Standard Life comments on turmoil in investment markets and plans’ ability to continue risk reduction activities

With the turmoil in the investment markets, Matt Richards, senior director of business development at Standard Life, part of the Phoenix Group, explains the impact this is having on the ability of schemes to continue their risk reduction activities and on the rates offered by insurers.

“Last week was the week in which the investment strategies of defined benefit schemes became the focus of the national conversation and led to the intervention of the Bank of England to support the UK gilt market While the events of the past few days have highlighted strains on DB schemes, the overall picture regarding their funded position and ability to reduce risk is more nuanced and, in many cases, more positive than might be seen. headlines suggest.

“For schemes looking to reduce their risk, the rise in gilt yields this week has lowered insurance prices, but this has been accompanied by a decline in the value of their LDI funds. The extent of the impact of these opposing trends on the affordability of plans to undertake buy-in activities will depend on the degree of matching between the assets that insurers use to underpin their ratings and the plans’ assets. Plans are often under-covered relative to insurers’ pricing portfolios, which means that this rise in returns will be beneficial. However, once yields start moving in the other direction, it will have the opposite effect.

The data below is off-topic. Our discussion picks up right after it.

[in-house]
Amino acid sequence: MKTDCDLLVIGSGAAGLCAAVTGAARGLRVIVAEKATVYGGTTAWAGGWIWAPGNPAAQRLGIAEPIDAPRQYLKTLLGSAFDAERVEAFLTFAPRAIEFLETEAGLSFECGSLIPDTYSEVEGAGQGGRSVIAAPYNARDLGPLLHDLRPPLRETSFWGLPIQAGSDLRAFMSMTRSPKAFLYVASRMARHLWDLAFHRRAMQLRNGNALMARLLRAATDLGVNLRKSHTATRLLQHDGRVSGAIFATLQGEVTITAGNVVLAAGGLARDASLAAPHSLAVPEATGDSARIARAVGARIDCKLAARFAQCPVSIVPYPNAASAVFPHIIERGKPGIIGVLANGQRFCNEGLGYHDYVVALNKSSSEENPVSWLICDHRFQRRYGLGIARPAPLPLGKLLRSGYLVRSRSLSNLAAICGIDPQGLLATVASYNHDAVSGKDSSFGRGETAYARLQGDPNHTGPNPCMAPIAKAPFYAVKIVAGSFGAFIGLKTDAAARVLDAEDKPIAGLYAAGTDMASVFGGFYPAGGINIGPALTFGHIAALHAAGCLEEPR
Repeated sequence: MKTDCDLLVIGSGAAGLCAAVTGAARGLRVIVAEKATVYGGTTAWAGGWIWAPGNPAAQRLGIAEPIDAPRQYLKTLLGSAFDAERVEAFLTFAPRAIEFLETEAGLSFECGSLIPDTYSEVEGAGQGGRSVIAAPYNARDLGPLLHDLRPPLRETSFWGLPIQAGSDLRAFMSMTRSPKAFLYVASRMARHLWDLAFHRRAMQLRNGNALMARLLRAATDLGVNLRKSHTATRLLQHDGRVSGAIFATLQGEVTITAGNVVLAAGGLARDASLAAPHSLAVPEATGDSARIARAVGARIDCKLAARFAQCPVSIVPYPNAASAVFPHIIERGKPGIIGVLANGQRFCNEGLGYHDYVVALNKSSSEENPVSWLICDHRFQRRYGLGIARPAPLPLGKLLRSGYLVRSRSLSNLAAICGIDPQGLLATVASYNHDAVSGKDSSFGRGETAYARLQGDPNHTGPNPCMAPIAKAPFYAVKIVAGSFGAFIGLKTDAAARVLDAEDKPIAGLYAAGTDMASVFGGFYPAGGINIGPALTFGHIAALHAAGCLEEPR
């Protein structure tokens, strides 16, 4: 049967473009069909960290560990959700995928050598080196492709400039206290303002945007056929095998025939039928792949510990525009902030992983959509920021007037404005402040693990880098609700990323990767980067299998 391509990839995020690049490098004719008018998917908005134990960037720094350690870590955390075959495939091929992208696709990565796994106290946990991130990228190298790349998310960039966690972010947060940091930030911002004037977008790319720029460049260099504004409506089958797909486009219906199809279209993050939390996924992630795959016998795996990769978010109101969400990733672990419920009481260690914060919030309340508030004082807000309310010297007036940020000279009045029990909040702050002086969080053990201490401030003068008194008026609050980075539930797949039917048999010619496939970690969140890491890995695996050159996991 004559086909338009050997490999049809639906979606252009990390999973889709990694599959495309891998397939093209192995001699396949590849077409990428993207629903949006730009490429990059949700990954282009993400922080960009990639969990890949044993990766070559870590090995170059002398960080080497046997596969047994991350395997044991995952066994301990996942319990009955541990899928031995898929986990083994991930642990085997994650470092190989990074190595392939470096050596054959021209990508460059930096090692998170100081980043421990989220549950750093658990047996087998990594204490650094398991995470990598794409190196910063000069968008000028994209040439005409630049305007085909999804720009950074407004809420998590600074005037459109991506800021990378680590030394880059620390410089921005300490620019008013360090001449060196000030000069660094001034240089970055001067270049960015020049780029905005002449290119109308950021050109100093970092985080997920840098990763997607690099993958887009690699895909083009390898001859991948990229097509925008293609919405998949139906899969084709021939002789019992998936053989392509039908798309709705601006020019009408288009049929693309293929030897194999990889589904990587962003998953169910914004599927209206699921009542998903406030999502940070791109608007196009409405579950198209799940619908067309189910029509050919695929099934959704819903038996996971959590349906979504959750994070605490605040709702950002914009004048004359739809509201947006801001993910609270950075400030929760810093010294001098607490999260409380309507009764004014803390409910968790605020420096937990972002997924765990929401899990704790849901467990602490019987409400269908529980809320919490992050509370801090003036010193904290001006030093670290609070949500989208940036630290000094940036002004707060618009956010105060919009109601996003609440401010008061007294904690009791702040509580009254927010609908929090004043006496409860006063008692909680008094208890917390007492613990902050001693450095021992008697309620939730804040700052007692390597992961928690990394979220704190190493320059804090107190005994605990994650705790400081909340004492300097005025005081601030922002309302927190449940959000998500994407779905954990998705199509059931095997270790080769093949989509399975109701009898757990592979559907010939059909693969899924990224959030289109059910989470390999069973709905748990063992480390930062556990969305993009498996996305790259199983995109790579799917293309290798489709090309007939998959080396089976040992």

“Over the past few days, plans have been forced to sell assets to meet cash margin requirements, the liquidation of gilts and credit would exacerbate any mismatch between insurer prices and plan assets. continue to rise, that’s not a problem, but Schemes will want to rebalance exposures where possible and hopefully before rates start to fall, or act to ensure they’ve benefited short-term market movements.

“The surge in gilt sales, and consequently the rapid decline in the price of gilts, is largely due to these margin calls within Scheme LDI portfolios. This shock to the gilt market is what has driven the BoE to restart its gilt buying program to stabilize the market as supply exceeds demand, minimizing the fall in gilt prices and the impact on Scheme funding positions.